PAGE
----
Here’s a breakdown of how it works, using British Cycling as an example: 

Project Management for World Championship Success

British Cycling’s path to the Games is paved with a multitude of projects, each with unique timelines and dependencies. Some projects can only begin once others have been finished or partially completed. 

This interconnected web creates a complex scheduling challenge. That's where Fireball becomes invaluable. It helps in two important ways:

➡️ Strategic planning: Fireball aids in determining the optimal start and end dates for each project. This ensures they are all completed within the cycle while factoring in those dependencies, building up to those crucial World Championship events.
➡️ Adaptability: Fireball facilitates project tracking and deadline management. This allows for adjustments based on real-world testing, ensuring that innovations are competition-ready by the time the four year cycle  completes.

Progress Tracking

Fireball provides a clear view of all 150+ projects and whether they're progressing on target. This tracking allows teams to spot potential issues early on and take corrective action.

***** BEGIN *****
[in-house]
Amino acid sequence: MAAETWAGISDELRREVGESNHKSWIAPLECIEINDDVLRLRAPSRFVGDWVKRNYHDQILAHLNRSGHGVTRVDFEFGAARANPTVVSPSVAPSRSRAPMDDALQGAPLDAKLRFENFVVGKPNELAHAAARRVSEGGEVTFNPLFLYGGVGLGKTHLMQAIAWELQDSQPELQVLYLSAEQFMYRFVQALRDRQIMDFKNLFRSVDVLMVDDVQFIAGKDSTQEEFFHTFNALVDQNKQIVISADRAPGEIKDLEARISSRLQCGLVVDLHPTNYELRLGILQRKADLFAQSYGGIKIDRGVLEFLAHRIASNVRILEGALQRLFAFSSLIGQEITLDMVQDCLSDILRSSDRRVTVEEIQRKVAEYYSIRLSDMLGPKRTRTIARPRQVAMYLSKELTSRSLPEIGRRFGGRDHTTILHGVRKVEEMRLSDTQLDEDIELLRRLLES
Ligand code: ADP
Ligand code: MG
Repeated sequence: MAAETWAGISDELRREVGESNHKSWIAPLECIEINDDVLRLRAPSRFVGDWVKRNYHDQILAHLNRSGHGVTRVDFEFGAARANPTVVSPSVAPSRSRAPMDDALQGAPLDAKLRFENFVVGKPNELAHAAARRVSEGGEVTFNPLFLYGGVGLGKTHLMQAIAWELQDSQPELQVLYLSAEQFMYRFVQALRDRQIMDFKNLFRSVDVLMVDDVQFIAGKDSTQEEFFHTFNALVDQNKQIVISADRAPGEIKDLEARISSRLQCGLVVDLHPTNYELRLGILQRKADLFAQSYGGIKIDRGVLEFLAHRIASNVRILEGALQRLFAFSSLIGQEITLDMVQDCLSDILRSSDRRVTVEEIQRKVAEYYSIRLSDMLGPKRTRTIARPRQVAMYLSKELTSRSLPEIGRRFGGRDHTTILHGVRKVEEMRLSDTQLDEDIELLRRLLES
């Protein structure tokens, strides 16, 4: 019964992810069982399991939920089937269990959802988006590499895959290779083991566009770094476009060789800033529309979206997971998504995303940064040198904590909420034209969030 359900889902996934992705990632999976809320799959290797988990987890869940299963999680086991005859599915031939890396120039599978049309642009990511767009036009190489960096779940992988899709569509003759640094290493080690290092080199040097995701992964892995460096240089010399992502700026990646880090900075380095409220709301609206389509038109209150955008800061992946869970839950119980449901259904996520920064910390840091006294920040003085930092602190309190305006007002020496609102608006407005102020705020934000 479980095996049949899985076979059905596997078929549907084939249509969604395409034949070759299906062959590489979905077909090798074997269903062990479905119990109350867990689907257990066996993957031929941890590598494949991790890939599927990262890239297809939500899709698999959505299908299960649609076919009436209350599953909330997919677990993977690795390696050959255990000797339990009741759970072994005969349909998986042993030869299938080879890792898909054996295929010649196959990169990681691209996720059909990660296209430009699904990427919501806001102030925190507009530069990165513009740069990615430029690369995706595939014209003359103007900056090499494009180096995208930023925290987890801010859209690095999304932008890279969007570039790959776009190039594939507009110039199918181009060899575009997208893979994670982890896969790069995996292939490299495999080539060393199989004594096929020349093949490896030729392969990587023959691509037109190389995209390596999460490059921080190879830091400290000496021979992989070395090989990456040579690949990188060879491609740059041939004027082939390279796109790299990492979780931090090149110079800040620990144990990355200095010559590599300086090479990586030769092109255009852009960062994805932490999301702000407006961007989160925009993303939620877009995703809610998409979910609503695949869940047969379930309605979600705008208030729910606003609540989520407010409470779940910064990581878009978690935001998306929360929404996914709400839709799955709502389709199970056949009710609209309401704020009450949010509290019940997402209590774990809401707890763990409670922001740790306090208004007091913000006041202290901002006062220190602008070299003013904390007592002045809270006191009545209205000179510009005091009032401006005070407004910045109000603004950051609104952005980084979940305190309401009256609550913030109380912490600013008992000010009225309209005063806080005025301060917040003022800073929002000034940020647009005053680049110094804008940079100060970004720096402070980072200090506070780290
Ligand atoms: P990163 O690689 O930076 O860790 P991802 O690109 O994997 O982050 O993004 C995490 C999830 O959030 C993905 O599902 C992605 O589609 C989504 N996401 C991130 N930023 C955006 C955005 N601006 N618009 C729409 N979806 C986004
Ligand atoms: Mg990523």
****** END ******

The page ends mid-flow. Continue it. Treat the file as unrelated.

Learning from the Past

Fireball doesn't just manage the present; it helps teams tell the story of their journey. By capturing details and outcomes from all the projects in a cycle, Fireball provides a "retrospective" look to help refine strategies for the next world championship event.

team gb athlete
illustration of Richard Godfrey

The marginal gains philosophy requires meticulous planning and execution. Fireball provides the tools to manage this complexity, allowing elite sports programs to analyse their past performance and continually improve,

Richard GodfreyCEO and Co-Founder, Rocketmakers

Final Thoughts 

Elite sports is a relentless quest for improvement, driven by dedication, innovation, and the power of insight.  

PDMS and Fireball are just two examples of how technology changes the game. By capturing detailed data, from an athlete's physical performance to their subjective experiences, these systems unlock the potential for continuous optimisation.

Technology and data analysis have become indispensable tools in elite sports. Over the last decade, the UK's impressive medal hauls showcase the impact of systems like PDMS.  

As we lead up to Paris 2024, technology continues to push the boundaries of performance. PDMS and Fireball demonstrate how the UK is not just competing but also leading the way in the ongoing quest to improve continuously.

union jack flag and rocketmakers logo

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If you're looking to harness the power of technology for your sports organisation, Rocketmakers is an expert partner in innovative sports technology projects

Contact us to discuss customised solutions to elevate your athletes’ performance and achieve your goals.